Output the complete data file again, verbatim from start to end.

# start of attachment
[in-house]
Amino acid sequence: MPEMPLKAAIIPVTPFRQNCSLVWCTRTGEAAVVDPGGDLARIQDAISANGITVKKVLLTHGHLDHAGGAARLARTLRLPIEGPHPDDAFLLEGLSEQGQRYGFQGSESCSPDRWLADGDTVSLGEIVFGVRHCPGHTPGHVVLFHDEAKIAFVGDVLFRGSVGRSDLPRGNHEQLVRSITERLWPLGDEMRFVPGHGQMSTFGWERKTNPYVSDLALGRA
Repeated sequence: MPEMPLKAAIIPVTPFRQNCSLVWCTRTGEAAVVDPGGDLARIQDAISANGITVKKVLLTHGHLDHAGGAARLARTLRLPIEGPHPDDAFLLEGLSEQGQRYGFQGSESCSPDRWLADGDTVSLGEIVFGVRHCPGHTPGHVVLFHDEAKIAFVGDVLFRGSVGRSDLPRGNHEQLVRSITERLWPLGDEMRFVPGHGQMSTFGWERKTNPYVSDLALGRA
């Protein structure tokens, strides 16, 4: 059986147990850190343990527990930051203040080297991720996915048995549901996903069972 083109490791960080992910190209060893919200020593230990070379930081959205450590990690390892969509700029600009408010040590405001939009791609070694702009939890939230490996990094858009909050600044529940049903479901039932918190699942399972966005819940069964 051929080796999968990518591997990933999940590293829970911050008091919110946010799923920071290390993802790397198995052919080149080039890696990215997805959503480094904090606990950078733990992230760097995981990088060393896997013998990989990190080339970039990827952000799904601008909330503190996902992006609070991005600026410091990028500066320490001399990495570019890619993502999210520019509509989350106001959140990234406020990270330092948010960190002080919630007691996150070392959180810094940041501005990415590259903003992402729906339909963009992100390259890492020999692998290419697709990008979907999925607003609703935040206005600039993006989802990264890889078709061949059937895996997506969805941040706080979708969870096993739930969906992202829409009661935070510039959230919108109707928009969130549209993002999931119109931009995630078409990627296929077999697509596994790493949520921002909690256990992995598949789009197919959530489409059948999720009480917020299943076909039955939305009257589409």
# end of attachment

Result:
[in-house]
Amino acid sequence: MPEMPLKAAIIPVTPFRQNCSLVWCTRTGEAAVVDPGGDLARIQDAISANGITVKKVLLTHGHLDHAGGAARLARTLRLPIEGPHPDDAFLLEGLSEQGQRYGFQGSESCSPDRWLADGDTVSLGEIVFGVRHCPGHTPGHVVLFHDEAKIAFVGDVLFRGSVGRSDLPRGNHEQLVRSITERLWPLGDEMRFVPGHGQMSTFGWERKTNPYVSDLALGRA
Repeated sequence: MPEMPLKAAIIPVTPFRQNCSLVWCTRTGEAAVVDPGGDLARIQDAISANGITVKKVLLTHGHLDHAGGAARLARTLRLPIEGPHPDDAFLLEGLSEQGQRYGFQGSESCSPDRWLADGDTVSLGEIVFGVRHCPGHTPGHVVLFHDEAKIAFVGDVLFRGSVGRSDLPRGNHEQLVRSITERLWPLGDEMRFVPGHGQMSTFGWERKTNPYVSDLALGRA
């Protein structure tokens, strides 16, 4: 059986147990850190343990527990930051203040080297991720996915048995549901996903069972 083109490791960080992910190209060893919200020593230990070379930081959205450590990690390892969509700029600009408010040590405001939009791609070694702009939890939230490996990094858009909050600044529940049903479901039932918190699942399972966005819940069964 051929080796999968990518591997990933999940590293829970911050008091919110946010799923920071290390993802790397198995052919080149080039890696990215997805959503480094904090606990950078733990992230760097995981990088060393896997013998990989990190080339970039990827952000799904601008909330503190996902992006609070991005600026410091990028500066320490001399990495570019890619993502999210520019509509989350106001959140990234406020990270330092948010960190002080919630007691996150070392959180810094940041501005990415590259903003992402729906339909963009992100390259890492020999692998290419697709990008979907999925607003609703935040206005600039993006989802990264890889078709061949059937895996997506969805941040706080979708969870096993739930969906992202829409009661935070510039959230919108109707928009969130549209993002999931119109931009995630078409990627296929077999697509596994790493949520921002909690256990992995598949789009197919959530489409059948999720009480917020299943076909039955939305009257589409």